Archipelago - Types of Archipelago

Types of Archipelago

Archipelagos may be found isolated in bodies of water or neighboring a large land mass. For example, Scotland has more than 700 islands surrounding its mainland which constitute an archipelago. Archipelagos are often volcanic, forming along island arcs generated by subduction zones or hotspots, but may also be the result of erosion, deposition and land elevation. It really means a broad area of water containing several islands. By its geological origin, islands forming archipelagos can be referred to as oceanic islands, continental fragments and continental islands. Oceanic islands are mainly of volcanic origin. Continental fragments correspond to land masses that have separated from a continental mass due to tectonic displacement. Finally, sets of islands formed close to the coast of a continent are considered continental archipelagos when they form part of the same continental shelf so islands are just exposed continental shelf.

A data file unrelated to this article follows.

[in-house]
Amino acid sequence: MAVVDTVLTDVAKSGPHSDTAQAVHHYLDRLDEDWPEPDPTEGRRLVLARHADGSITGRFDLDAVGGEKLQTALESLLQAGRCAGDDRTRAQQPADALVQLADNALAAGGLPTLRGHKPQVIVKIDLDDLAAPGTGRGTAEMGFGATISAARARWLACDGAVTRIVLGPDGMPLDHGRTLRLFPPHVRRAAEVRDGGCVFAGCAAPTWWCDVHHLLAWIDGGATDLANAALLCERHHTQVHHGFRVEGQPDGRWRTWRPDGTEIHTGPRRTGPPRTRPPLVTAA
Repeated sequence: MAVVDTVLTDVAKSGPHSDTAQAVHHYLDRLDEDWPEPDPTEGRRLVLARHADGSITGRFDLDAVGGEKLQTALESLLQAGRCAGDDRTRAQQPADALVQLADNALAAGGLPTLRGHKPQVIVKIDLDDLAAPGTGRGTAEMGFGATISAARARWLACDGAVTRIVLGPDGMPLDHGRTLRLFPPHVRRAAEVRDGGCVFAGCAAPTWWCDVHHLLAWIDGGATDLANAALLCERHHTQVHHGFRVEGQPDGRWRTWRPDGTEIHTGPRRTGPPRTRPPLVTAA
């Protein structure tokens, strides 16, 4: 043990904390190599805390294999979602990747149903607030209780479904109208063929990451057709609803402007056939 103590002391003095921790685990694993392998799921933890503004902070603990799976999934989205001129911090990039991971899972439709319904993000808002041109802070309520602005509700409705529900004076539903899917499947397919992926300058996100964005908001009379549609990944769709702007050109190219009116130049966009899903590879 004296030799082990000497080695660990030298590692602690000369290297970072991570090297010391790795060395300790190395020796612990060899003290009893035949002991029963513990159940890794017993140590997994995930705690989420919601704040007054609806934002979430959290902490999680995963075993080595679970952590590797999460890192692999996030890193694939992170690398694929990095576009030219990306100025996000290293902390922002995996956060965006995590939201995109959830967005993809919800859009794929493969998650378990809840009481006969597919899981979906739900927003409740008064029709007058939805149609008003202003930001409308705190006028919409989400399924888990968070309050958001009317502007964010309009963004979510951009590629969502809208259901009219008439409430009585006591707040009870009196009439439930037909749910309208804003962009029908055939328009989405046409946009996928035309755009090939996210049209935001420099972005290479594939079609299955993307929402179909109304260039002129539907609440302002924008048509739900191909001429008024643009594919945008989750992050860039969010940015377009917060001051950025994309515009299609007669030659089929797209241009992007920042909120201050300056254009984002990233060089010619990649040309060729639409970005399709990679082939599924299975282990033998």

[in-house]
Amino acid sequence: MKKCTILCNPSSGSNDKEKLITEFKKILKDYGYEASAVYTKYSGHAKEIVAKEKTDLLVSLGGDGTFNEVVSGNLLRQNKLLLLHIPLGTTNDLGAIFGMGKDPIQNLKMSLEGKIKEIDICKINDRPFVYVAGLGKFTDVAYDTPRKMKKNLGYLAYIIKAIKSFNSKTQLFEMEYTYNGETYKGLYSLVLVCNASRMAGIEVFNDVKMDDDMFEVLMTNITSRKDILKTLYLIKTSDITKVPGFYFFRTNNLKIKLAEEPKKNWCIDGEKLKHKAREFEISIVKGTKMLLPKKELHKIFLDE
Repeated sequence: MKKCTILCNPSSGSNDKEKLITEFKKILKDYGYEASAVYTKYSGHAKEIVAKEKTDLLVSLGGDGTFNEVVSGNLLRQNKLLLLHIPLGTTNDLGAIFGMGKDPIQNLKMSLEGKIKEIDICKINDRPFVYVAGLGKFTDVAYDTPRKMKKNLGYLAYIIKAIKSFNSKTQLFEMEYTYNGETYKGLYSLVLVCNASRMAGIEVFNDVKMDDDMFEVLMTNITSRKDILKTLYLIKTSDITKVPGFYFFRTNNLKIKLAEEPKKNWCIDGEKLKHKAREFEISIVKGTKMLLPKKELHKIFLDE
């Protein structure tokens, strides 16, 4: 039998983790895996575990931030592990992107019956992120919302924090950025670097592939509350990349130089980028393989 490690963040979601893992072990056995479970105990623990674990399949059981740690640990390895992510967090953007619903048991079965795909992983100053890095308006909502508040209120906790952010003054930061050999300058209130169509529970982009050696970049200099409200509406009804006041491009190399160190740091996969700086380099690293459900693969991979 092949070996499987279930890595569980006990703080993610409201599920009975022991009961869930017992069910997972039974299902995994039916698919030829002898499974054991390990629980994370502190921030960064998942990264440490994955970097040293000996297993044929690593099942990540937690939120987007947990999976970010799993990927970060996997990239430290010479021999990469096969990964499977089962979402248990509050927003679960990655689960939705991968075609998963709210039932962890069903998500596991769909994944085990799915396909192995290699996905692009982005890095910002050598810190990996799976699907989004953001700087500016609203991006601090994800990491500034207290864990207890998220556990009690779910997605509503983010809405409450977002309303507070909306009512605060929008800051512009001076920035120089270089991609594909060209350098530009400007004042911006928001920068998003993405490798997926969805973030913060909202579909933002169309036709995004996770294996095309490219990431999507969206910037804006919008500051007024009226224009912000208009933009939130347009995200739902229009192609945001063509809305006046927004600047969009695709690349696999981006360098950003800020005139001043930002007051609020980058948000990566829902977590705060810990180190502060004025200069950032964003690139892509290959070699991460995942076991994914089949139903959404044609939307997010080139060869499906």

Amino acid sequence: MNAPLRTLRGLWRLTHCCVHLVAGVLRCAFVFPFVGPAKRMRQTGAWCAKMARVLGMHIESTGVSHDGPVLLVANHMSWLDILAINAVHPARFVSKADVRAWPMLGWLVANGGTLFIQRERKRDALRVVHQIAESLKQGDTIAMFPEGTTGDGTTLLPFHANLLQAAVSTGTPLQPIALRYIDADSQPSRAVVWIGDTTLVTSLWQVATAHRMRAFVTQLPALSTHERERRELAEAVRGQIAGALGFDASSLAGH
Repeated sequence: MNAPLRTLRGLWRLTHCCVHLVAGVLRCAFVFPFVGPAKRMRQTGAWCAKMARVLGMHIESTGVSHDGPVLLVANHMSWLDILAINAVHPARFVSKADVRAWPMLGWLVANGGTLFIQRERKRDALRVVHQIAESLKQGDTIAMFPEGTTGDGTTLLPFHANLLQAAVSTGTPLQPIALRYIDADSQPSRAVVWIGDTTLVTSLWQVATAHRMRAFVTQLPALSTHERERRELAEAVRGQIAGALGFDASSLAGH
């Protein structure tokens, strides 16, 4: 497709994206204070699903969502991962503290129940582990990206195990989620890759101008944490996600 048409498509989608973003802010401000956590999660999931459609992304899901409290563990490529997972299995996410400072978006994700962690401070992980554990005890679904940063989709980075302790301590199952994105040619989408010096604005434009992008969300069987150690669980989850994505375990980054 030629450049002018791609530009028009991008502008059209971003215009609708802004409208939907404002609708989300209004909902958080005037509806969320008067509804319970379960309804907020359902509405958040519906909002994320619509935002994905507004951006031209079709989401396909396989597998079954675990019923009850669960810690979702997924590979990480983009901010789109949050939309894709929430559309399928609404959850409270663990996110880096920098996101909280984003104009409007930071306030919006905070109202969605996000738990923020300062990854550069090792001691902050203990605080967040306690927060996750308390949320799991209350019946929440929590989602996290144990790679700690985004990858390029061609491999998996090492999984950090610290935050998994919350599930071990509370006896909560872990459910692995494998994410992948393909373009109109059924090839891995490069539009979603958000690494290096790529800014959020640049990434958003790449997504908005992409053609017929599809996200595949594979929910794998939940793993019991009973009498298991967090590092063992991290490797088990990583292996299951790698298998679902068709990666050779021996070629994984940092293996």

The five largest modern countries that are mainly archipelagos are Indonesia, Japan, the Philippines, New Zealand and the United Kingdom. The largest archipelagic state in the world, by area and population, is Indonesia. The archipelago with the most islands is the Archipelago Sea in Finland.]]

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